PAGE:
Home Science & Environment In Australia, ‘Cats Are Just Catastrophic’

In Australia, ‘Cats Are Just Catastrophic’

In Australia, ‘Cats Are Just Catastrophic’


Katherine Moseby wanted to be clear: She does not hate cats. “They’re a wily beast,” she said, as her truck rumbled down a desert road. “But I respect them. They’re pretty incredible animals. Amazing hunters. Very smart.”

That was precisely the problem, said Dr. Moseby, the principal scientist and co-founder of Arid Recovery, a conservation nonprofit and wildlife reserve in South Australia. Cats are not native to Australia, but they have invaded nearly every corner of the country. She gestured out the window at the dusty, red expanse, which bore few signs of life. But feral cats were absolutely out there, Dr. Moseby said, and they had a taste for the tiny, threatened marsupials that lived at Arid Recovery.

Even with extensive fencing, keeping the cats at bay requires constant vigilance. Over the previous few nights, a “pest control contractor” — a robustly bearded sharpshooter equipped with an all-terrain vehicle and powerful spotlight — had been riding through the Arid Recovery reserve, shooting cats.

When Dr. Moseby, who is also a researcher at the University of New South Wales, pulled up to the Arid Recovery office a few minutes later, she made her way to a small outbuilding to check on the shooter’s progress. A line of red droplets led down the stone path. “Fresh blood trail’s a good sign,” she said, before pushing open the door.

Inside, the carcasses of more than a dozen cats were piled in a large, shallow tub. The shooter was responsible for four of them, Dr. Moseby said, looking over the animals. The others had been caught over the preceding weeks and were being stored until researchers could examine the contents of their stomachs.

It was a scene to make most any cat lover squeamish, and Dr. Moseby, who grew up with pet cats, once would have been “outraged” by the idea of killing them, she said. But after repeatedly discovering the half-eaten carcasses of greater bilbies and burrowing bettongs, just two of the reserve’s vulnerable residents, she had come to a stark conclusion: “You have to make a choice between cats and wildlife.”

Cats are not villains. But they are hunters, and through no fault of their own they take an enormous toll on the world’s wildlife. They pose an especially acute threat in Australia, which has no native feline species but is home to a menagerie of slow-to-reproduce, snack-size mammals.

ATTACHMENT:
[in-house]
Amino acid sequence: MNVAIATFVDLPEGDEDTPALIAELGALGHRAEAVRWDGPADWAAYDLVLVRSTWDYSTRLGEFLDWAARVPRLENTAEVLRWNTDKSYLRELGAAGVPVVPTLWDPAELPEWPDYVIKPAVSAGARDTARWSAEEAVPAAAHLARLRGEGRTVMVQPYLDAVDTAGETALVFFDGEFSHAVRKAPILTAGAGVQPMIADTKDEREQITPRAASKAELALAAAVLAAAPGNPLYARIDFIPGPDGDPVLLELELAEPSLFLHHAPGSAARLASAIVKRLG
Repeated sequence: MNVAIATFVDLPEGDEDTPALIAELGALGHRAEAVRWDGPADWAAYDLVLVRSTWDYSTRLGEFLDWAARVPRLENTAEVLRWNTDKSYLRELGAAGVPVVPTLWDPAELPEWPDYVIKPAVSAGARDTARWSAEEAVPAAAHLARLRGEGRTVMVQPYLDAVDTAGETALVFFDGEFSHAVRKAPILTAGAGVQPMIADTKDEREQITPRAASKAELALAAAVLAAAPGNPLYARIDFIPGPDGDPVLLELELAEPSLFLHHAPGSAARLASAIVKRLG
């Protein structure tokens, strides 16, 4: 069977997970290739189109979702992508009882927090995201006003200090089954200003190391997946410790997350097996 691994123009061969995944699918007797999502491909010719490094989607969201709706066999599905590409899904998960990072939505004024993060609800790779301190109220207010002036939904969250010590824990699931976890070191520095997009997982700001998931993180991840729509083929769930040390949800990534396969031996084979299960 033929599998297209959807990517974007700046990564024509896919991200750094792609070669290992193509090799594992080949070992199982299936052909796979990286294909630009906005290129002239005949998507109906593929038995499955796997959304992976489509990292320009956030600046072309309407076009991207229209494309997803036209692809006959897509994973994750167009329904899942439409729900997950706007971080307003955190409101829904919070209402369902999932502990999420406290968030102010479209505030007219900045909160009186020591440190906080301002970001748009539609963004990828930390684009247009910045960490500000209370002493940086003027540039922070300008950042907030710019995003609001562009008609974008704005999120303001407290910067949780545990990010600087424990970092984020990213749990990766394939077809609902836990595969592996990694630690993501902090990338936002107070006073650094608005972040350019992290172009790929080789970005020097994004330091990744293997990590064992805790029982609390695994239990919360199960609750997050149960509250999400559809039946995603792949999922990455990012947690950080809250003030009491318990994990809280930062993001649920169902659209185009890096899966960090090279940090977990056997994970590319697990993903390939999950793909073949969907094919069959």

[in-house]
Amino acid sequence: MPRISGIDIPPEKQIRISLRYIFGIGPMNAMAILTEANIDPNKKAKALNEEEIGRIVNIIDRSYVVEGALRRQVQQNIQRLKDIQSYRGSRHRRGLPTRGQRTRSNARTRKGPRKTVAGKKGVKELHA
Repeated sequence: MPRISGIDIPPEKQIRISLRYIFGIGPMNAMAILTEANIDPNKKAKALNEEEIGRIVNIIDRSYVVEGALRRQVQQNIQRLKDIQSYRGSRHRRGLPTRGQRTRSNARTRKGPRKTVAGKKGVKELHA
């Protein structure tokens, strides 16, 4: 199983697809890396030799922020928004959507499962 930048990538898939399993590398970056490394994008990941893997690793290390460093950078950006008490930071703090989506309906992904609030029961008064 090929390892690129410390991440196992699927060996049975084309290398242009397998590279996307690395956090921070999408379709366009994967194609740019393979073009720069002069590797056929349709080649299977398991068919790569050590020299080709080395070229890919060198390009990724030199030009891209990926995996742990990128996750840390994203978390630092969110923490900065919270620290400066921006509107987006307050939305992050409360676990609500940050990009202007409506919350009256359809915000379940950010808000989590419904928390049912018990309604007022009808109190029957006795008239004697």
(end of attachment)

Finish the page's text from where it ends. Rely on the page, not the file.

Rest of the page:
“Cats are just catastrophic,” said John Read, an ecologist at the University of Adelaide and Dr. Moseby’s husband. The two founded Arid Recovery in 1997.

Since European settlers, and their cats, began arriving in Australia in the late 18th century, at least 34 species of native mammals have gone extinct. It is the worst mammalian extinction rate in the modern world, and cats have been “a major contributor,” said Sarah Legge, a wildlife ecologist at Charles Darwin University and the Australian National University. “Our fauna just haven’t evolved to cope with cats.”

Pet cats do their share of damage, but the feral cat population is an especially intractable problem. The Australian government has labeled feral cats “a nationally significant pest” and declared “war” on the free-ranging felines more than once.

For decades, Drs. Moseby and Read have been on the front lines. They have devoted some of their efforts to developing new tools for reducing the ranks of feral cats. “We need to do it as efficiently and effectively and humanely as possible,” Dr. Read said. “But we need to do it.”

They also know that the cats are too entrenched to eliminate altogether, and that protecting native animals will require more than cat control. After all, there are two sides to the predator-prey relationship. And if cats are in Australia to stay, the bilbies and bettongs will need to find a way to live safely alongside them.

The Arid Recovery reserve sits just outside Roxby Downs, a small mining town in Australia’s vast, desert interior. During a visit in early November — it was spring in the Southern Hemisphere — temperatures soared well past 100 degrees. A bleached kangaroo skeleton baked in the sun.